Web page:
For those starting out on the journey to sobriety, they not only receive practical advice like how to deal with triggers and cravings, how to deal with boredom, etc.
They also have living proof that turning one’s life around, even from rock bottom, is possible. Recovery veterans show by example how rewarding and achievable a sober life can be.
A Step-by-Step Plan for Achieving Your Goals
Whether it’s the 12 steps in AA or the six steps in SMART Recovery (see the image above), it’s important for a peer support program to have a clear path from addiction to long-term sobriety that members can follow and measure their progress against.
There are also online groups and message boards where people share their experiences and offer support, but these may not provide the same level of structure and accountability as a more formal program like SMART Recovery.
Confirmation that You’re on the Right Track and Have What It Takes to Succeed
By following the steps of the program and looking to the example provided by veteran members, new members gain increased confidence in themselves and in the process. By attending meetings regularly, members receive ongoing emotional and practical support that helps them stay on track and avoid relapse.
New Friends Who Share Your Commitment to a Sober Life
One of the biggest challenges for those in recovery is that nearly all their friends were also addicts. When returning home from rehab, hanging out with the old crowd will most likely lead to relapse. Boredom is also a big threat to sobriety: One suddenly has a lot of free time when he or she is no longer busy acquiring or using substances.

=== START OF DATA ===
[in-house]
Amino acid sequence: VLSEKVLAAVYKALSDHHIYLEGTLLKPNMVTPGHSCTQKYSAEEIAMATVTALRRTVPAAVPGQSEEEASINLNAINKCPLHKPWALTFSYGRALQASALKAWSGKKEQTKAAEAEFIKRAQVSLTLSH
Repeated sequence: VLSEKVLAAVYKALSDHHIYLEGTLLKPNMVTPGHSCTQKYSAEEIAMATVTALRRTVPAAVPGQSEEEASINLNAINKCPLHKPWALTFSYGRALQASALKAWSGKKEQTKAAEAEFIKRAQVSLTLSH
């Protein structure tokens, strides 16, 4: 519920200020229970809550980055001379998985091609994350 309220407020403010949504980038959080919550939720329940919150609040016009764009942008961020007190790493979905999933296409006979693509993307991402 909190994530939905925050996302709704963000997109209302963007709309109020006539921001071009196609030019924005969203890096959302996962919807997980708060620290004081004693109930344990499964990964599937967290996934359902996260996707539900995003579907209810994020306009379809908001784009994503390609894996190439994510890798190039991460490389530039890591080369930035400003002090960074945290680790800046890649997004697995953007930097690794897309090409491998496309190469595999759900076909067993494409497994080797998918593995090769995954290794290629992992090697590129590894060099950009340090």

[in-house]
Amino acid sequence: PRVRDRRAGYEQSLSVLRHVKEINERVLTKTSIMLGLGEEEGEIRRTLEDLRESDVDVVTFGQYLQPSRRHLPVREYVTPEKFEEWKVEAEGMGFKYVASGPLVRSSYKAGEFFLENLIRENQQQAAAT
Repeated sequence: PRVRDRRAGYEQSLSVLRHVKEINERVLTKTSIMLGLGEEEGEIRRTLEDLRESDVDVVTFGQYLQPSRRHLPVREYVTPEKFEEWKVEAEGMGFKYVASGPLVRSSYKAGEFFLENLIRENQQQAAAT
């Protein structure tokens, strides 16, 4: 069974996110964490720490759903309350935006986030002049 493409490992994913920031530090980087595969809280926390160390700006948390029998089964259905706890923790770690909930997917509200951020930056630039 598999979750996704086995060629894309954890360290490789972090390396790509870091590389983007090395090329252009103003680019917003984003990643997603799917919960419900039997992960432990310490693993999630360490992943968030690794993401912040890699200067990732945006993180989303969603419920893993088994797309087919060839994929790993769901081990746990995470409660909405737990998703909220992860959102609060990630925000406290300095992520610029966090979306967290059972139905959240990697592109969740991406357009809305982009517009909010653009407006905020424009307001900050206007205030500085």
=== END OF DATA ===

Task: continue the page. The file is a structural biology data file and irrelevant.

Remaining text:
Support groups provide a place to go that is productive, that fosters sobriety, and which provides a social outlet and a pool of potential new friends. While you won’t necessarily bond with everyone in your support group, you will likely find a few people whom you enjoy spending time with and can socialize with outside of group meetings.
Addiction support groups are also excellent at encouraging sobriety by providing members with accountability from peers. Here you will find people who care about you and your success, and if you are not following through on your commitments or making lame excuses, they will call you out and support you in getting back on track. This is all done with the compassion of someone who truly understands what you’re going through.
Alternatives to AA: Non-12-Step Addiction Recovery Support Groups
For those who desire the benefits of an addiction recovery support group but want an alternative to AA meetings, we recommend SMART Recovery.
In addition to providing the same types of benefits as AA does, we like SMART Recovery because:
- It’s an empowering approach that sees those in recovery as creators, not victims.
- The focus is on living a satisfying life, not just battling addiction.
- The education component teaches members tools for self-directed change.
- It provides a secular, non-religious approach to addiction recovery.
- The program evolves as scientific understanding of addiction recovery advances.
You Have the Power. We Have the Support.
You have choices when it comes to addiction recovery support groups. We encourage you to try meetings from a few different programs and see where you feel most comfortable.
SMART Recovery hosts face-to-face meetings around the world, as well as daily online meetings, so anyone can participate no matter where they’re located.